• Feelings of nervousness, irritability or being on the edge

  • Feeling weak, tired or having trouble sleeping or concentrating

  • Experiencing an increased heart rate, trembling, sweating or hyperventilation

  • Experiencing gastrointestinal issues, including weight loss

It is important to note that regardless of its severity, anxiety should be taken seriously. In cases of mild or moderate anxiety, some people find themselves able to go forward with their everyday lives. 

Individuals with severe anxiety may struggle to function and complete tasks like leaving the house. 

The ability to keep functioning does not mean that anxiety is not valid. Over time, anxiety can have adverse effects on physical health, including complications like high blood pressure. 

Options for treating anxiety include prescription medication, as well as therapy or online therapy with a mental healthcare provider. 

These treatments can be effective for reducing feelings of anxiety and helping patients get back to living a more balanced life.

Major Depressive Disorder

Like feelings of anxiety or fear, feelings of sadness every now and then are a normal part of our emotional regulation.

Major depressive disorder or clinical depression, however, is a medical condition that takes these feelings further to the point where they have a negative impact on quality of life.  

It has the effect of putting the sufferer in a negative state of mind, eliciting feelings of extreme sadness, unhappiness and discontent, resulting in difficulties around going about daily life. 

There exist a variety of depressive disorders, including psychotic depression, seasonal affective disorder and persistent depressive disorder. 

In order to be diagnosed with depression, symptoms must persist for at least two weeks.

Symptoms of clinical depression include:

  • Feelings of anxiousness, sadness, hopelessness, emptiness, worthlessness, guilt, helplessness or pessimism

  • Difficulty with memory, making decisions or concentration

  • Thoughts of self harm or suicide

  • Decreased energy, loss of interest in activities that normally provide pleasure and increase in fatigue

  • Feelings or irritability or restlessness

  • Trouble with falling asleep or staying asleep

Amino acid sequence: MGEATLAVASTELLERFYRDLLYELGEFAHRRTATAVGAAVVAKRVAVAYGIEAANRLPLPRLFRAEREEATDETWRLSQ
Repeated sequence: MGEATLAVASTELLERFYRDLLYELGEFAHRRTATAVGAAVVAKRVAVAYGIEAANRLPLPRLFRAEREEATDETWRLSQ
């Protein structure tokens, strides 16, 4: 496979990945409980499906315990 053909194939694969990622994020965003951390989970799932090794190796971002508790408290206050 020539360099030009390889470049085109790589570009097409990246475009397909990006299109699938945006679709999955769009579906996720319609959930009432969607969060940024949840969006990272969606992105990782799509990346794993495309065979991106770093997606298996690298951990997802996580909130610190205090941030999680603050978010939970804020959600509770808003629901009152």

• Changes in appetite or weight loss or gain

It is important to understand that depression can present differently in men than it does in women, with men being more likely to hide or ignore the emotional symptoms of depression. They’re more likely to seek treatment when the symptoms cross into the physical, like aches and pains, headaches, and digestive issues.

Similar to anxiety, options for treatment of major depressive disorder include medications like Cymbalta and therapy with your mental health provider.

It’s also worth noting specifically that in people with bipolar disorder, using Cymbalta to treat depressive episodes can put them at risk of switching from a depressive state into a manic episode, so make sure you speak to your healthcare provider specifically if you have a history of manic episodes.

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How Long Does Cymbalta Take To Work?

So, how long does it take for Cymbalta to work for depression or anxiety?

The answer is, it depends on your symptoms. Overall, it takes the drug several weeks of treatment to go into full effect. 

However, for symptoms like lack of sleep, energy or appetite you may notice improvements within the first one to two weeks.

For other symptoms, like lack of interest in activities or depressed mood, you’ll need to wait closer to six to eight weeks to see full improvement.

You’ll also want to keep an eye out for common side effects of Cymbalta, and get in touch with your healthcare provider if you notice any of them.